Saturday, October 1, 2011

Comic-Con Do's and Don'ts

For about 18 months I was the Editor-in-Chief of The site is going to shut down in November so I'm going to be reposting some of the pieces I wrote there on this blog so they can continue to live on. You can check out the original link for this post here.

You can take a look at my daily Comic-Con 2011 posts, in order, here, here, here, here, and here (lots of cosplayers in this one). 

If you're planning on going to Comic-Con 2012 you better plan ahead. Hotel rates are ridiculous during the week of the Con and the price of airline tickets fluctuates wildly no matter where you're going. If you're not a member of the press be sure that you buy your passes online the day they are made available. This year tickets for Comic-Con sold out in 8 hours. Eight! Considering that there were about 125K attendees, that's pretty impressive. 
What else should you do to prepare for next year's Con? Read this post. Originally I was going to write about a few things that could make Comic-Con significantly better (reduce the number of people attending, rotate the location where it's held, let press actually get press access, clearing rooms after panels) but since those are things that'll never happen, some Do's and Don'ts for attendees made more sense. 
Going to your first Con? Been to the Con before but it's been awhile? Go to the Con every year but are frustrated by the crowds? This post is for you.
Counselor Troi and Worf were at the Con.
- Underestimate the tenacity of the crowds. Don't get me wrong, everyone I bumped into (and it was A LOT of people) was very polite. Almost everyone said "excuse me" or "sorry" when you couldn't help but bump shoulders, but the crowds at Comic-Con are like a tsunami. Unavoidable. And if there's a line of people, they can be unforgiving. Lines form much earlier than you'd ever expect for big panels (days in many instances) and they are never ending so plan accordingly.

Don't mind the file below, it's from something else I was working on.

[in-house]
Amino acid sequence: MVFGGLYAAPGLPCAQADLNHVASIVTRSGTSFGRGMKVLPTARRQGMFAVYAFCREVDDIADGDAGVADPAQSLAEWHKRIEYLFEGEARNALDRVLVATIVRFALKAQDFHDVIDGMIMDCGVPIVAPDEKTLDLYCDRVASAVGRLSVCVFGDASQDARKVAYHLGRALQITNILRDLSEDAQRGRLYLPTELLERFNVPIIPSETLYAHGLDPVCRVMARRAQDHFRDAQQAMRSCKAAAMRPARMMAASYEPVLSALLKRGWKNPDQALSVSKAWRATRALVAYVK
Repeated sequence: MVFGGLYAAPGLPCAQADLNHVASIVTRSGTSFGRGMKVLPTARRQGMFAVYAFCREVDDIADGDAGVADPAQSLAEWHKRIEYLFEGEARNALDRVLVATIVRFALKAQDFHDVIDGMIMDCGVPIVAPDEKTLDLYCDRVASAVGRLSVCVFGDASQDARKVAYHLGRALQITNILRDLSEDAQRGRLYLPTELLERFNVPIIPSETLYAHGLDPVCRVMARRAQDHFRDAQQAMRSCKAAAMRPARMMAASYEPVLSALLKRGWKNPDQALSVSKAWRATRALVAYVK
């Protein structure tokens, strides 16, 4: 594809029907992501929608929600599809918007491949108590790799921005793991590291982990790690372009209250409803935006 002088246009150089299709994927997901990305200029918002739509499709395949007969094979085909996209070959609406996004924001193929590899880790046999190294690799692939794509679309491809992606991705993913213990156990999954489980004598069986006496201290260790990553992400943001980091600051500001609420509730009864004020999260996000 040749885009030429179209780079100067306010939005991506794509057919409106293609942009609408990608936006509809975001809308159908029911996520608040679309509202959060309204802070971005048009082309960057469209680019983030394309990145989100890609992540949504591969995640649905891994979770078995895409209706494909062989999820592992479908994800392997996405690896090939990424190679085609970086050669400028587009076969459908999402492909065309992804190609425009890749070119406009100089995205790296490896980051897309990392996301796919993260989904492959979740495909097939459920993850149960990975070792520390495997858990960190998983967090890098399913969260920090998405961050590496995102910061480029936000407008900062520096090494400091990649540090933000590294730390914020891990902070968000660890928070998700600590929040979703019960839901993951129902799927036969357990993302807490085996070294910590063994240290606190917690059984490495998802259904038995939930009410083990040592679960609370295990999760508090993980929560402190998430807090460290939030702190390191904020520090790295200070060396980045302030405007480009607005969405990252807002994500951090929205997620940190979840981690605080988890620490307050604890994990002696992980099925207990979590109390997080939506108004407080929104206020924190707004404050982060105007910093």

- Come unprepared. This means a few different things. First, bring your own water bottle to stay hydrated. Bottles at the Con can cost you $3 a pop. That doesn't sound like a lot but it will add up after awhile. Be sure to dress comfortably. You will be doing a lot of walking. The SDCC is huge and chances are that unless you have a ton of money, you won't be staying that close to the convention center which means even more walking. Be sure to bring a backpack too. If you're so inclined you can use the giant bag all attendees are given when they check in. I found these unwieldly so I used a backpack instead. And finally, be sure to bring plenty of cash. Some dealers only take cash and it's easier to negotiate with as well. 
- Be inflexible. Unless you are seriously committed to making a panel you will miss something you really wanted to see (Twilight fans were camping out Monday for the Thursday panel. CRAZY!) . The good thing about that is that there is always something going on at the Con. So have a backup panel that you're more likely to get into if the panel you want is packed.